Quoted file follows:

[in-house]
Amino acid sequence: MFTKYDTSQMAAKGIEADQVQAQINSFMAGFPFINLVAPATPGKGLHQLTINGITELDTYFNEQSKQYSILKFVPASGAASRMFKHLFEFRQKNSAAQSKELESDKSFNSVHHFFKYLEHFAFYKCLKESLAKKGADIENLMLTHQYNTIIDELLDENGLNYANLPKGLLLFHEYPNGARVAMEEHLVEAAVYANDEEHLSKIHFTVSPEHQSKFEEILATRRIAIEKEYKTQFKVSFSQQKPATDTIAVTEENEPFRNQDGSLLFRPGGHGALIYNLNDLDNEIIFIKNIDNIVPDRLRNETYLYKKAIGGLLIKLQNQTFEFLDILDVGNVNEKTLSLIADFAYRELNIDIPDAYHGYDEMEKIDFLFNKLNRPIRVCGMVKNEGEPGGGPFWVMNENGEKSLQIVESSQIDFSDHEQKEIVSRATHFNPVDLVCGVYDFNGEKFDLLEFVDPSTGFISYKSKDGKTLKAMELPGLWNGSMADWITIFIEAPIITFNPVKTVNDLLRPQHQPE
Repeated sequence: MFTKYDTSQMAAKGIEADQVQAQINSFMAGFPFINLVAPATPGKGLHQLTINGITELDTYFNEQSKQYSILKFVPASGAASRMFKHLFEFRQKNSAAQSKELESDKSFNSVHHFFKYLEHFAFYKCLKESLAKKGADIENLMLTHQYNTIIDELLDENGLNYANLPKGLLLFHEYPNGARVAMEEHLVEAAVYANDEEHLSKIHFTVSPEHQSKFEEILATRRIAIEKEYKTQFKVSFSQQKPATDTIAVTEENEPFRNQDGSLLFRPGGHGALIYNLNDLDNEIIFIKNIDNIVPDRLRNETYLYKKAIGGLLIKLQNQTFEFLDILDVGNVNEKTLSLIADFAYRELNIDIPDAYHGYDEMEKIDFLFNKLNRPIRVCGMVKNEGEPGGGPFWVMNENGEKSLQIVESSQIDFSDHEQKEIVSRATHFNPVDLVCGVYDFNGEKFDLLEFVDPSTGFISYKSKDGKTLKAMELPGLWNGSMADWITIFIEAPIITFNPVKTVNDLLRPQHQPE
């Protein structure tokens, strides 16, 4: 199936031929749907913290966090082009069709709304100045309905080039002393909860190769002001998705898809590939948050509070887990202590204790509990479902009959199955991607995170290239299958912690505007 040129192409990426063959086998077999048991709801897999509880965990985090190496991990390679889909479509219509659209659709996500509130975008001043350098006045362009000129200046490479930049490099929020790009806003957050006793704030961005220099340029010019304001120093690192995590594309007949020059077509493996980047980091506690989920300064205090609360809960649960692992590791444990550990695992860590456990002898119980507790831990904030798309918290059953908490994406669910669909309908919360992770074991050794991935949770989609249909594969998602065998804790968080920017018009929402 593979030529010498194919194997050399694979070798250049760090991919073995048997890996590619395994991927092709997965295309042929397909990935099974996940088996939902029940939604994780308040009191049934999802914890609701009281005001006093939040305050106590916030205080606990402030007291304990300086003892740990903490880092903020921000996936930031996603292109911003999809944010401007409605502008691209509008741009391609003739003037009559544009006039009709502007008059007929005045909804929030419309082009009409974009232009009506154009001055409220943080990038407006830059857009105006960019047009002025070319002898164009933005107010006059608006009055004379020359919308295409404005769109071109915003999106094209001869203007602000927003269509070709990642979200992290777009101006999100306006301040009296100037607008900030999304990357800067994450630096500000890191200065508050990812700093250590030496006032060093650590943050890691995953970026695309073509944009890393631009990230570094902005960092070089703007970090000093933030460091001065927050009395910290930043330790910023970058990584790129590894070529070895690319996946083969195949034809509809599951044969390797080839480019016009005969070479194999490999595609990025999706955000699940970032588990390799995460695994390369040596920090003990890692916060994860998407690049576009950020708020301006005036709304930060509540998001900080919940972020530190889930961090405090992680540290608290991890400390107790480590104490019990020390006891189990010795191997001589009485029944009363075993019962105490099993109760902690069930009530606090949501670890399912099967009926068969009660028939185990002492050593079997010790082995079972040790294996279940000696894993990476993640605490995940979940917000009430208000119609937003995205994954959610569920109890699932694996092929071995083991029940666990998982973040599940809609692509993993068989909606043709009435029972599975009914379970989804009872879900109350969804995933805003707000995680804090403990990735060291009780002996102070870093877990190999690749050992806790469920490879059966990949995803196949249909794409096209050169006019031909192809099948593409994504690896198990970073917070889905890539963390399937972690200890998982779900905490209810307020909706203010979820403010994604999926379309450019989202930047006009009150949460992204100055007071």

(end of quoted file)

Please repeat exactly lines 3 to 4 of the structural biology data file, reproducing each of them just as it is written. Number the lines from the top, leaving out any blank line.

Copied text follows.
Repeated sequence: MFTKYDTSQMAAKGIEADQVQAQINSFMAGFPFINLVAPATPGKGLHQLTINGITELDTYFNEQSKQYSILKFVPASGAASRMFKHLFEFRQKNSAAQSKELESDKSFNSVHHFFKYLEHFAFYKCLKESLAKKGADIENLMLTHQYNTIIDELLDENGLNYANLPKGLLLFHEYPNGARVAMEEHLVEAAVYANDEEHLSKIHFTVSPEHQSKFEEILATRRIAIEKEYKTQFKVSFSQQKPATDTIAVTEENEPFRNQDGSLLFRPGGHGALIYNLNDLDNEIIFIKNIDNIVPDRLRNETYLYKKAIGGLLIKLQNQTFEFLDILDVGNVNEKTLSLIADFAYRELNIDIPDAYHGYDEMEKIDFLFNKLNRPIRVCGMVKNEGEPGGGPFWVMNENGEKSLQIVESSQIDFSDHEQKEIVSRATHFNPVDLVCGVYDFNGEKFDLLEFVDPSTGFISYKSKDGKTLKAMELPGLWNGSMADWITIFIEAPIITFNPVKTVNDLLRPQHQPE
């Protein structure tokens, strides 16, 4: 199936031929749907913290966090082009069709709304100045309905080039002393909860190769002001998705898809590939948050509070887990202590204790509990479902009959199955991607995170290239299958912690505007 040129192409990426063959086998077999048991709801897999509880965990985090190496991990390679889909479509219509659209659709996500509130975008001043350098006045362009000129200046490479930049490099929020790009806003957050006793704030961005220099340029010019304001120093690192995590594309007949020059077509493996980047980091506690989920300064205090609360809960649960692992590791444990550990695992860590456990002898119980507790831990904030798309918290059953908490994406669910669909309908919360992770074991050794991935949770989609249909594969998602065998804790968080920017018009929402 593979030529010498194919194997050399694979070798250049760090991919073995048997890996590619395994991927092709997965295309042929397909990935099974996940088996939902029940939604994780308040009191049934999802914890609701009281005001006093939040305050106590916030205080606990402030007291304990300086003892740990903490880092903020921000996936930031996603292109911003999809944010401007409605502008691209509008741009391609003739003037009559544009006039009709502007008059007929005045909804929030419309082009009409974009232009009506154009001055409220943080990038407006830059857009105006960019047009002025070319002898164009933005107010006059608006009055004379020359919308295409404005769109071109915003999106094209001869203007602000927003269509070709990642979200992290777009101006999100306006301040009296100037607008900030999304990357800067994450630096500000890191200065508050990812700093250590030496006032060093650590943050890691995953970026695309073509944009890393631009990230570094902005960092070089703007970090000093933030460091001065927050009395910290930043330790910023970058990584790129590894070529070895690319996946083969195949034809509809599951044969390797080839480019016009005969070479194999490999595609990025999706955000699940970032588990390799995460695994390369040596920090003990890692916060994860998407690049576009950020708020301006005036709304930060509540998001900080919940972020530190889930961090405090992680540290608290991890400390107790480590104490019990020390006891189990010795191997001589009485029944009363075993019962105490099993109760902690069930009530606090949501670890399912099967009926068969009660028939185990002492050593079997010790082995079972040790294996279940000696894993990476993640605490995940979940917000009430208000119609937003995205994954959610569920109890699932694996092929071995083991029940666990998982973040599940809609692509993993068989909606043709009435029972599975009914379970989804009872879900109350969804995933805003707000995680804090403990990735060291009780002996102070870093877990190999690749050992806790469920490879059966990949995803196949249909794409096209050169006019031909192809099948593409994504690896198990970073917070889905890539963390399937972690200890998982779900905490209810307020909706203010979820403010994604999926379309450019989202930047006009009150949460992204100055007071």